How often should we 'git commit' ?
Just want to take the temperature on the community's thoughts towards commit size - Do you commit little and often (eg. "Added foo() method to Bar") or do you do fewer larger commits (eg. "Added fooList feature")?
It's currently a debate that's heating up where I am and I'm curious what the community thinks.
I'm a fan of the former - doing lots of small commits because my release process is fully automated, meaning I can keep track of lots of small changes to prod.
Here's a strawpoll because numbers, but I'd like to hear your thoughts on the topic;
I'm inclined to agree with you. Frequent small scale commits of working complete code is the way to go. Makes rolling back a whole lot better as you're not gonna undo a huge chunk of work. Plus it makes for much more meaningful commit messages and all other sorts of good things.
However, sometimes a big, chunky commit is unavoidable and not necessarily bad. In my experience during the lifetime of a project commits become smaller and more focused as time goes on. But initially there can be a couple of hefty commits with a bunch of changes that implement big features from scratch. Not always bad as long as you know that you're doing it and why, I think.
Personally i like branches cause they allow best of both. You make small commits until a feature is finished and smoke tested then squash the history into one commit before merging to keep the main branch clean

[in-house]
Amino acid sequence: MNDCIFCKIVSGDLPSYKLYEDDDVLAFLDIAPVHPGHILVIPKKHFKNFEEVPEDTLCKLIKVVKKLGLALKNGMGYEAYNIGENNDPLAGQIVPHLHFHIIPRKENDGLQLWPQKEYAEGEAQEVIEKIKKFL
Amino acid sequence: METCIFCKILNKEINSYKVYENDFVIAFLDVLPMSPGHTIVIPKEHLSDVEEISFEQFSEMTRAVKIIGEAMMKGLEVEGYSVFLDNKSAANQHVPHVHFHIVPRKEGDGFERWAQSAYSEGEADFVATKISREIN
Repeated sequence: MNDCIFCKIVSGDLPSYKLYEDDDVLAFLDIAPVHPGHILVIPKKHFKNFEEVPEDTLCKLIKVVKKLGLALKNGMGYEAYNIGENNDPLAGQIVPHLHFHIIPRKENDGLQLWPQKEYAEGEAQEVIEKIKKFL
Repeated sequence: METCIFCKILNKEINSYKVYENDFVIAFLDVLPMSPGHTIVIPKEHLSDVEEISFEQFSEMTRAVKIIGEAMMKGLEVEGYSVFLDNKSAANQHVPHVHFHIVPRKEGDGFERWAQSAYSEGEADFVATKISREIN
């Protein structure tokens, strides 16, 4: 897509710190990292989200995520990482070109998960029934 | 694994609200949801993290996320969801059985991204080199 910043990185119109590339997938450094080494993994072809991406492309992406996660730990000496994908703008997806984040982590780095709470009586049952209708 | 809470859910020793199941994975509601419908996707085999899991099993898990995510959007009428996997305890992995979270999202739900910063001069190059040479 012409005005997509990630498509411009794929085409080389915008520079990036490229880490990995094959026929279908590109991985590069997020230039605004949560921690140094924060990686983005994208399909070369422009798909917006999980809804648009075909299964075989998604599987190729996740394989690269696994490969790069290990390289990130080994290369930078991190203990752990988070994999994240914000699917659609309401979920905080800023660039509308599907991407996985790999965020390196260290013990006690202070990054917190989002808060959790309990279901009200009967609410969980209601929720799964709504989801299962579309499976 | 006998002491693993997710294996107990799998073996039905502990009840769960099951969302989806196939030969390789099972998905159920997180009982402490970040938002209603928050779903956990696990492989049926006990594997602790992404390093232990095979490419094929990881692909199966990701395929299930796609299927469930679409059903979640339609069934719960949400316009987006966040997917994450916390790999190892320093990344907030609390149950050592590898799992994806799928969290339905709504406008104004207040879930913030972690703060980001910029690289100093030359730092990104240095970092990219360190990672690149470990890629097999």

@PerfectAsshole I suggested that as well, everything I do is in topic branches with a ton of small commits, I suggested rebasing/squashing into a single commit before it gets merged but apparently that's not a solution :/
I commit for whole features or whole bugfixes because I hate it when the history is littered with hundreds of stupid one line commits.
Of course, make small commits. But don't commits pieces of code like setters and getters. Instead, commit your workflow, one commit per step. For example:
1. Stub SomeClass
This commit contains stub methods, i.e., the interface of a class.
2. Stub SomeClassTest
This commit contains the test methods you will write for SomeClass.
3. Test SomeClass
This commit implements the tests. At this point they fail, but at least you now have tested the specification for SomeClass.
4. Implement SomeClass
Here is when you write SomeClass. All your tests turn green.
Of course, some of these steps might require many steps, refactoring, adding libraries, etc., but that's where branching comes in. All this work happens on a feature branch for SomeClass. Any smaller steps can be committed to smaller subbranches. When ready, they can be squash merged into the feature branch to create the 4 commits above.
In turn, when SomeClass + tests are ready, I'd squash merge them to a development branch.
Finally, when all features and bug fixes are ready to be released, they can be squash merged into master or some other production branch.
In this way you have the best of all worlds:
- There are huge (squash or regular) merge commits with entire releases, features or development steps on the longer-lived branches.
- There are tiny commits per nitty-gritty change, that can easily tell you where bugs have been introduced.
Using a system like GitHub really makes it easy to keep a pristine history with few commits (one per release is possible!), while a the individual PRs and their commits can be found as well.
In this way, the details cascade in and out of view when required!
So in conclusion: commit small workflow steps, but (squash or --no-ff) merge them away!
I branch, then do small commits there, then squash and merge once the feature is done back to master
I make any number of commits of various sizes in my feature branch, but then I squash them all so I have one commit per issue when merging to master.